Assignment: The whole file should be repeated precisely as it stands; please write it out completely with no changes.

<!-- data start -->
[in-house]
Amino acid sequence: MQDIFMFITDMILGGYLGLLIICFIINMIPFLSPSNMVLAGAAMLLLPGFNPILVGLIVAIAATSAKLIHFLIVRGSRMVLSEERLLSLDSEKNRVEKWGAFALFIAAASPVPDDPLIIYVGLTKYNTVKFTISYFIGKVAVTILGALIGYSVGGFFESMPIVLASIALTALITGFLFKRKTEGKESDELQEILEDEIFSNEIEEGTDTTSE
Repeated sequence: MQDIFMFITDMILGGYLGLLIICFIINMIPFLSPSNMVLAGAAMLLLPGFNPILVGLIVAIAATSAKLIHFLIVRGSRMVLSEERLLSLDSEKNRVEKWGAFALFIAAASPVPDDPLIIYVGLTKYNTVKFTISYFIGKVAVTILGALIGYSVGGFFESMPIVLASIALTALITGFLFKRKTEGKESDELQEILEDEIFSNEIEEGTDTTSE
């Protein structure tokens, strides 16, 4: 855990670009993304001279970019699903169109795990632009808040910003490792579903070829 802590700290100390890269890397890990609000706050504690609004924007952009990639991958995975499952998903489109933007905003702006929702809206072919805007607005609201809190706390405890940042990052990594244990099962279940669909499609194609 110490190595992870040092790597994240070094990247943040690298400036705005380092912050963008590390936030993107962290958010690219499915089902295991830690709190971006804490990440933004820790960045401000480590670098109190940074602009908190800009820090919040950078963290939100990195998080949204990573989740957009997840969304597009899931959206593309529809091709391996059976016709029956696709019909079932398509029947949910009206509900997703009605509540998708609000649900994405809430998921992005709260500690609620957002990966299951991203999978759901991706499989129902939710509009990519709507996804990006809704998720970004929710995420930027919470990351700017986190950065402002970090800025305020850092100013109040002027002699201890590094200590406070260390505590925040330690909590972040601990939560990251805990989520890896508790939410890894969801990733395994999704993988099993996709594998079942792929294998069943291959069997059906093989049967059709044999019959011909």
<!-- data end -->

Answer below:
[in-house]
Amino acid sequence: MQDIFMFITDMILGGYLGLLIICFIINMIPFLSPSNMVLAGAAMLLLPGFNPILVGLIVAIAATSAKLIHFLIVRGSRMVLSEERLLSLDSEKNRVEKWGAFALFIAAASPVPDDPLIIYVGLTKYNTVKFTISYFIGKVAVTILGALIGYSVGGFFESMPIVLASIALTALITGFLFKRKTEGKESDELQEILEDEIFSNEIEEGTDTTSE
Repeated sequence: MQDIFMFITDMILGGYLGLLIICFIINMIPFLSPSNMVLAGAAMLLLPGFNPILVGLIVAIAATSAKLIHFLIVRGSRMVLSEERLLSLDSEKNRVEKWGAFALFIAAASPVPDDPLIIYVGLTKYNTVKFTISYFIGKVAVTILGALIGYSVGGFFESMPIVLASIALTALITGFLFKRKTEGKESDELQEILEDEIFSNEIEEGTDTTSE
């Protein structure tokens, strides 16, 4: 855990670009993304001279970019699903169109795990632009808040910003490792579903070829 802590700290100390890269890397890990609000706050504690609004924007952009990639991958995975499952998903489109933007905003702006929702809206072919805007607005609201809190706390405890940042990052990594244990099962279940669909499609194609 110490190595992870040092790597994240070094990247943040690298400036705005380092912050963008590390936030993107962290958010690219499915089902295991830690709190971006804490990440933004820790960045401000480590670098109190940074602009908190800009820090919040950078963290939100990195998080949204990573989740957009997840969304597009899931959206593309529809091709391996059976016709029956696709019909079932398509029947949910009206509900997703009605509540998708609000649900994405809430998921992005709260500690609620957002990966299951991203999978759901991706499989129902939710509009990519709507996804990006809704998720970004929710995420930027919470990351700017986190950065402002970090800025305020850092100013109040002027002699201890590094200590406070260390505590925040330690909590972040601990939560990251805990989520890896508790939410890894969801990733395994999704993988099993996709594998079942792929294998069943291959069997059906093989049967059709044999019959011909």